Step by step instruction with modeling, explanations and role-play followed by independent practice with prompts. Social skills that are more resistant or more difficult to learn may require one-on-one teaching in a step by step manner with modeling, explanations, and role-play. The behaviors should be practiced until they are comfortable and then prompted and reinforced in multiple settings.

All-absorbing narrow interest
Many people with Asperger’s will have absorbing interests which dominate their activities and conversations. They may engage in activities to the exclusion of other activities, which may encompass preoccupation with one or more stereotyped and restricted patterns of interest that is abnormal either in intensity or focus. They may display apparently inflexible adherence to specific, nonfunctional routines or rituals. They may engage in conversations which involve more rote than meaningful exchanges, have stereotyped and repetitive motor mannerisms (e.g., hand or finger flapping or twisting, or complex whole-body movements) or have persistent preoccupation with parts of objects.

While they’re not a bad characteristic to have special interest, like routines and rituals, have repetitive motor movements or highly focus on parts of objects; these characteristics have the potential to interfere with learning, positive social interactions, or participation in community activities. Many individuals have benefited from specific teaching about being flexible, varying the conversational topic, anxiety reduction, and controlling impulsive behavior. When considering which behaviors are important to address for intervention, it is important to remember that if it’s not impacting social interactions, participation in activities, individual learning or the learning of others, there are probably more important things to focus your teaching on.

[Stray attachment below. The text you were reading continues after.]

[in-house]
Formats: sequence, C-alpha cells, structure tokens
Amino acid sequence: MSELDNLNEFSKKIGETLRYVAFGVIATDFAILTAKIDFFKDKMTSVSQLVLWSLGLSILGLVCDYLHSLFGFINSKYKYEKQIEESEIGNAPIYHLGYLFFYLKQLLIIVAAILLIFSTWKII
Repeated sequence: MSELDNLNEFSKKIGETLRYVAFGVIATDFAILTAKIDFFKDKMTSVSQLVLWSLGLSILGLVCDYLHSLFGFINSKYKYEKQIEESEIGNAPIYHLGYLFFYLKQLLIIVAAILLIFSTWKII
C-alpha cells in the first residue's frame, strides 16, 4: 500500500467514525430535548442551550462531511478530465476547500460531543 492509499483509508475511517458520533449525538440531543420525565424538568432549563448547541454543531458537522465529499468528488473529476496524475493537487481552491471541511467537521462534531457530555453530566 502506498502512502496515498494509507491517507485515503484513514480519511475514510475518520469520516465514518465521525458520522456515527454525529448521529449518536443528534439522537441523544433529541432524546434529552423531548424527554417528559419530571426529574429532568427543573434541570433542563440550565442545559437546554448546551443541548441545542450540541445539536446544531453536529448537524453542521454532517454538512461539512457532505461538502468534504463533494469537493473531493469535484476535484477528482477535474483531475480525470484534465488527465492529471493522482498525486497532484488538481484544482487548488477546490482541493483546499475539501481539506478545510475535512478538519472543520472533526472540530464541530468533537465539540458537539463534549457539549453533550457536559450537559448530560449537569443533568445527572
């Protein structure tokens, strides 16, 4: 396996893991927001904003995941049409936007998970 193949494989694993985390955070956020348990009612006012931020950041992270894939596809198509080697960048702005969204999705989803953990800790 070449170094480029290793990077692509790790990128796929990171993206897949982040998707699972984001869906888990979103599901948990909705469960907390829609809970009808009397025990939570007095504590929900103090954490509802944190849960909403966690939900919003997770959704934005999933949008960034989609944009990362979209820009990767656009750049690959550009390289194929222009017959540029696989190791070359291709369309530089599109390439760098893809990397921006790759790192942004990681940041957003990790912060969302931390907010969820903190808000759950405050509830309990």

Speech and language problems
Individuals with Asperger’s have some problems with speech and language which may include delayed development, superficially perfect expressive language, formal, pedantic language, odd prosody, peculiar voice characteristics, and/or impairment of comprehension including misinterpretations of literal/implied meanings.

There are numerous speech and language interventions available to address these types of issues. Depending on the child and their specific issues they may benefit from more or less structured intervention. Some children will be able to learn the necessary skills with more naturalistic teaching (i.e. pivotal response treatment) and some children may need more direct instruction especially around comprehension issues.

Non-verbal communication problems
There may be some issues with non-verbal communication including limited use of gestures, clumsy body language, limited facial expression, inappropriate expression, and/or peculiar or stiff gaze. If these issues are impacting the child significantly they can be addressed through various interventions and direct instruction. Many times, however, this issues do not present a significant challenge to the individual and are therefore not necessary to intervene upon.

There are many places to find Autism related products for sale, including bumper magnets. This site, run by the Autism Society of New Hampshire, has many products available: Purchase Autism Related Items Here